“Growing up middle-class in San Jose, I feel like I had a really good upbringing. With my dad working as a police officer and then as a union electrician with IBEW, we always had enough to support our family. I don’t want a San Jose where people who build and serve this community can no longer afford to live here.”

“Being a woman in the building trades, you sometimes have to have a tough skin. You can’t let things get you down. Women in my local are very tight-knit and we support each other. I’m also active with IBEW internationally as an elected officer for Reach out and Engage the Next Generation of Electrical Workers (RENEW) which is part of the Electrical Workers Minority Caucus (EWMC). Through this caucus, we are pro-actively reaching out to recruit, train and empower women and people of color. RENEW focuses on preparing the young workers and training them to grow into leaders in their locals and in their communities.”

“By standing together in our union, we not only stand up for respect, fair pay, and a voice on the job. We also stand up for our families and for strong communities. That’s why we fought for the 8-hour day and weekends in the first place – to ensure we all have time to spend with our families and be involved in our communities.”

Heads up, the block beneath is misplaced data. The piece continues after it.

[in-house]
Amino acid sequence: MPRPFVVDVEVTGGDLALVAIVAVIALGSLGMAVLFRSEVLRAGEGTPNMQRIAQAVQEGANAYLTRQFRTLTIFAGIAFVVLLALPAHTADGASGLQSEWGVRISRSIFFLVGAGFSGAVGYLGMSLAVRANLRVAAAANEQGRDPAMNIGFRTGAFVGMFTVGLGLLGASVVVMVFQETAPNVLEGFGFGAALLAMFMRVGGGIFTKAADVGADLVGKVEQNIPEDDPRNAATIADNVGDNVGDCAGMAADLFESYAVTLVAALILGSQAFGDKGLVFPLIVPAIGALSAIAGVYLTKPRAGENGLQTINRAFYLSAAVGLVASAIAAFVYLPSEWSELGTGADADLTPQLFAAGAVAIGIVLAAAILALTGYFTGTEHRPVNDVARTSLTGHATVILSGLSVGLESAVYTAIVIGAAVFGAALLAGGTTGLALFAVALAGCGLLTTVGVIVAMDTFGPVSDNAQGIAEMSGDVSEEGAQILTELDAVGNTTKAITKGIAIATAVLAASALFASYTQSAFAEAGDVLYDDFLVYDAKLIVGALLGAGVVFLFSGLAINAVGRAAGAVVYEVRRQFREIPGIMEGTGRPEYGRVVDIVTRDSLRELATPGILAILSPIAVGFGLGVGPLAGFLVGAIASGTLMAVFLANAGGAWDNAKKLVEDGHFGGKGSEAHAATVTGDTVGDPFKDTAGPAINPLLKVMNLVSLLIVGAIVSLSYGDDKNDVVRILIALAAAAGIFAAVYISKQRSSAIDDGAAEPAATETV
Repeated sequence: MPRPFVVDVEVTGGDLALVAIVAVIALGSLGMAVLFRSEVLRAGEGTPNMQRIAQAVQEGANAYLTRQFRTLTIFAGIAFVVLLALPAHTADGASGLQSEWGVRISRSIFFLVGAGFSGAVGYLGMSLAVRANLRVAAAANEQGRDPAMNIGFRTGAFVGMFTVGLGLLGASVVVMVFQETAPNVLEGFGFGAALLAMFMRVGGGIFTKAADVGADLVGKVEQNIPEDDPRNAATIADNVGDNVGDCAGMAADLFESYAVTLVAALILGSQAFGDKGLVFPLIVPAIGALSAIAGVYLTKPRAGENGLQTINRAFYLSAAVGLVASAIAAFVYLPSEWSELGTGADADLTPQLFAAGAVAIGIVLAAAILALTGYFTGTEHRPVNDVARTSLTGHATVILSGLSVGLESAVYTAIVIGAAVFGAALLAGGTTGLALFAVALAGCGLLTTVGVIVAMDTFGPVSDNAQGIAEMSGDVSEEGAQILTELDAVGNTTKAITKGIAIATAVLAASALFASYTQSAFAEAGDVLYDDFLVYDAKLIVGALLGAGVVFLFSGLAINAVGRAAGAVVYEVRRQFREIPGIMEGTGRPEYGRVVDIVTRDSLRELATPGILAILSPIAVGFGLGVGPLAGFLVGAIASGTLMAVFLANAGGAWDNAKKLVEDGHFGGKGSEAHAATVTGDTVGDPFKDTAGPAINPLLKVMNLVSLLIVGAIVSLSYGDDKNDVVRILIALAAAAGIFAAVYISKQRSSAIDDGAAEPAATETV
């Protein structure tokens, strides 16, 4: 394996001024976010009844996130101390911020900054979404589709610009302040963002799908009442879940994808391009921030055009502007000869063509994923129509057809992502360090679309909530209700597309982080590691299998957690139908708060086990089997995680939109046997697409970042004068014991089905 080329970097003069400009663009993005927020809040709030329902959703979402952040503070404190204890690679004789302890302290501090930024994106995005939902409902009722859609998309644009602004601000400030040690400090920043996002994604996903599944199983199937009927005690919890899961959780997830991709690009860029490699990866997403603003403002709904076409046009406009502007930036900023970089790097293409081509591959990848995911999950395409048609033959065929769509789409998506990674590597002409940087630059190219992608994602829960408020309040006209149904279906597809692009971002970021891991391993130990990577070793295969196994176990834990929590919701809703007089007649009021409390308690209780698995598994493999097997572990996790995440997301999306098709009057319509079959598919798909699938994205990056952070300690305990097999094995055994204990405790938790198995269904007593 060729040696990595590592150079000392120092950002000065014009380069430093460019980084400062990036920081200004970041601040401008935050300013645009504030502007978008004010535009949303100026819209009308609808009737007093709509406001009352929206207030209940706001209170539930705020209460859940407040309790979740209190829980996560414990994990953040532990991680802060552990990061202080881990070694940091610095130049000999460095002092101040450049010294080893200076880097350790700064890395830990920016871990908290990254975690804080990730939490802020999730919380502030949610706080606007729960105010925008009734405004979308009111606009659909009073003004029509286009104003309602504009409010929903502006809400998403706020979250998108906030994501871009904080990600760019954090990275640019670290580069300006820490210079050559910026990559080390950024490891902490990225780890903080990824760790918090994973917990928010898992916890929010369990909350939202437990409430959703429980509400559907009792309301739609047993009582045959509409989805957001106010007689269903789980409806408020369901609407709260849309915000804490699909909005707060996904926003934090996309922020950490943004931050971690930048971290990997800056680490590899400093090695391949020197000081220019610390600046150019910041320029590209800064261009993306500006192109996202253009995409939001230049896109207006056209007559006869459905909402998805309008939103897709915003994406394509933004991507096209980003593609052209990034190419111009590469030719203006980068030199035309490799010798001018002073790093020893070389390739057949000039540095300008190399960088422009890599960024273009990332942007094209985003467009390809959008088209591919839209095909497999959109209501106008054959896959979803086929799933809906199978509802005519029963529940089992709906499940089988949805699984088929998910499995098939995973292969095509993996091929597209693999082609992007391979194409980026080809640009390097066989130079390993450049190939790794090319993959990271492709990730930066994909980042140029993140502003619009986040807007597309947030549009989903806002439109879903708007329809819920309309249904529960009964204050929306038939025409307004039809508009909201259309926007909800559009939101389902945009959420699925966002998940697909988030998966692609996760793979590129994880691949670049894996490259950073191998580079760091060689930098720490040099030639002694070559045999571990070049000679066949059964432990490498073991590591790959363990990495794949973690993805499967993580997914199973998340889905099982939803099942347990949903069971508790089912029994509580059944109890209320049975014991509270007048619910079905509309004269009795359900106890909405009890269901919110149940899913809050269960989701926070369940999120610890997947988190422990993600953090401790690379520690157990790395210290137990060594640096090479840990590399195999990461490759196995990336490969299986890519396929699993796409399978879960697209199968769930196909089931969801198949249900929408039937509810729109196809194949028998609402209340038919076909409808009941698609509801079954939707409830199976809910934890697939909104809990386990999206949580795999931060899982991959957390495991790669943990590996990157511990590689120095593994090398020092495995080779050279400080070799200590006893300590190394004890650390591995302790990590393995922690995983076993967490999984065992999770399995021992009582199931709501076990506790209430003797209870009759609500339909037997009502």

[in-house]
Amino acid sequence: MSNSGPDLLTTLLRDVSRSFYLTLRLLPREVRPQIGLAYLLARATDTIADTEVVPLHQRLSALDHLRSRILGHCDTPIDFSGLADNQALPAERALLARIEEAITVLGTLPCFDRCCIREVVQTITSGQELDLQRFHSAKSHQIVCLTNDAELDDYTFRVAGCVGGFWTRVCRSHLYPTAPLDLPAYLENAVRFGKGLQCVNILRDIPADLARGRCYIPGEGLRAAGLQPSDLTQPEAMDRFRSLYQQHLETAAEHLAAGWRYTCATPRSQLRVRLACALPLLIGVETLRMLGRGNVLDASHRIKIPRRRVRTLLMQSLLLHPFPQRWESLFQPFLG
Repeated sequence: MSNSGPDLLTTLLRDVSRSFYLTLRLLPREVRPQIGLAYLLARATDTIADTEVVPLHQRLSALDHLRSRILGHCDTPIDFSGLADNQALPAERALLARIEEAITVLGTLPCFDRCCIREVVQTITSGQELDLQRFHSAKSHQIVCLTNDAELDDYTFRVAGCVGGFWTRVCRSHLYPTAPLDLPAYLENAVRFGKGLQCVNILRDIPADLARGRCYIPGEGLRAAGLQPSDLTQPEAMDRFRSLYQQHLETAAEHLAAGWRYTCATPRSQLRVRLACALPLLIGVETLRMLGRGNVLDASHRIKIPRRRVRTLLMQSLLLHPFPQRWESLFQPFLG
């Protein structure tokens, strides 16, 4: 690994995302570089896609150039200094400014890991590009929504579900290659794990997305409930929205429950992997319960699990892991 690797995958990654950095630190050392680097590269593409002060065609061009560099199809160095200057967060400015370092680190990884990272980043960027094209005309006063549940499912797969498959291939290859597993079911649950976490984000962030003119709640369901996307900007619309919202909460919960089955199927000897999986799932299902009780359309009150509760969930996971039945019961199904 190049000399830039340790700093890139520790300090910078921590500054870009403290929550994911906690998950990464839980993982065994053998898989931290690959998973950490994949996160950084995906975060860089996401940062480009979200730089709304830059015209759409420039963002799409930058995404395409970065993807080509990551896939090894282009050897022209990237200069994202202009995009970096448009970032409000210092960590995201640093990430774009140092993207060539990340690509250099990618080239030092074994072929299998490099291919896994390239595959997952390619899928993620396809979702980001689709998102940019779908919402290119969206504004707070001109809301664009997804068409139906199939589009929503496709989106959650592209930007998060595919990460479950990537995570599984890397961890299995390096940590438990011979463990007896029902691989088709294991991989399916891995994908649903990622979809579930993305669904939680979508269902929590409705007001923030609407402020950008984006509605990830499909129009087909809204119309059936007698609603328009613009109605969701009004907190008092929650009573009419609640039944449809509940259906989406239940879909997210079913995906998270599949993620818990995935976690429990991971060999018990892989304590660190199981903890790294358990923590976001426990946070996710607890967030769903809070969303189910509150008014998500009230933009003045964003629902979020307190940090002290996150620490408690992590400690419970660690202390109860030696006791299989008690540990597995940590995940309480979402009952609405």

Tomas Plata — Pipefitter

Tomas Palata Pereze
Tomas is a pipefitter and a member of UA Local 393. He’s been in Silicon Valley for more than 20 years.

“Over the past several years, rent has gone up but my wages have stayed the same. My mother is very sick and she’s my whole world. I’m lucky to have a good job so I can pay for her medication and treatment, but as rents go up it’s getting harder and harder to be able to support my mother.”

“There are many stories like mine and I want everyone in our community to be able to thrive. We need to provide opportunities for everyone in our community to benefit from and thrive if we are going to maintain and grow a healthy economy.”

IBEW Local 332  |  SMART Local 104  |   UA Local 483  |  UA Local 393